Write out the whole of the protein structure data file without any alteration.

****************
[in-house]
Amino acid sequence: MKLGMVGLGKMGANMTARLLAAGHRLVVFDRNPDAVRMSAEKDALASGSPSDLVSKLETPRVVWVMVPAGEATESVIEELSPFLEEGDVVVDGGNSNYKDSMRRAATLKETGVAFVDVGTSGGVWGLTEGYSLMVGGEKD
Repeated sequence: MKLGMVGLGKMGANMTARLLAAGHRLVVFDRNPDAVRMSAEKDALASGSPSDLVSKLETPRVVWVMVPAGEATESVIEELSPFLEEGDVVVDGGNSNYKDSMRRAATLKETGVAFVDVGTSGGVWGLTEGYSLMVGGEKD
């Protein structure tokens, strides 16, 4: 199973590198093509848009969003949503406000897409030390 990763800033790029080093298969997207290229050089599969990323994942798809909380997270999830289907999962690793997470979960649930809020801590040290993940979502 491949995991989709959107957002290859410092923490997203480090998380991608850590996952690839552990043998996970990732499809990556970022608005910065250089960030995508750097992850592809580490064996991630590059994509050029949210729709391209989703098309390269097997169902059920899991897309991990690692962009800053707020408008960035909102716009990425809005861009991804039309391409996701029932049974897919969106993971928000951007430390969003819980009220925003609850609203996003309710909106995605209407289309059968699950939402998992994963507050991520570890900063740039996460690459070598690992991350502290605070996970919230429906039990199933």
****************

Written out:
[in-house]
Amino acid sequence: MKLGMVGLGKMGANMTARLLAAGHRLVVFDRNPDAVRMSAEKDALASGSPSDLVSKLETPRVVWVMVPAGEATESVIEELSPFLEEGDVVVDGGNSNYKDSMRRAATLKETGVAFVDVGTSGGVWGLTEGYSLMVGGEKD
Repeated sequence: MKLGMVGLGKMGANMTARLLAAGHRLVVFDRNPDAVRMSAEKDALASGSPSDLVSKLETPRVVWVMVPAGEATESVIEELSPFLEEGDVVVDGGNSNYKDSMRRAATLKETGVAFVDVGTSGGVWGLTEGYSLMVGGEKD
């Protein structure tokens, strides 16, 4: 199973590198093509848009969003949503406000897409030390 990763800033790029080093298969997207290229050089599969990323994942798809909380997270999830289907999962690793997470979960649930809020801590040290993940979502 491949995991989709959107957002290859410092923490997203480090998380991608850590996952690839552990043998996970990732499809990556970022608005910065250089960030995508750097992850592809580490064996991630590059994509050029949210729709391209989703098309390269097997169902059920899991897309991990690692962009800053707020408008960035909102716009990425809005861009991804039309391409996701029932049974897919969106993971928000951007430390969003819980009220925003609850609203996003309710909106995605209407289309059968699950939402998992994963507050991520570890900063740039996460690459070598690992991350502290605070996970919230429906039990199933």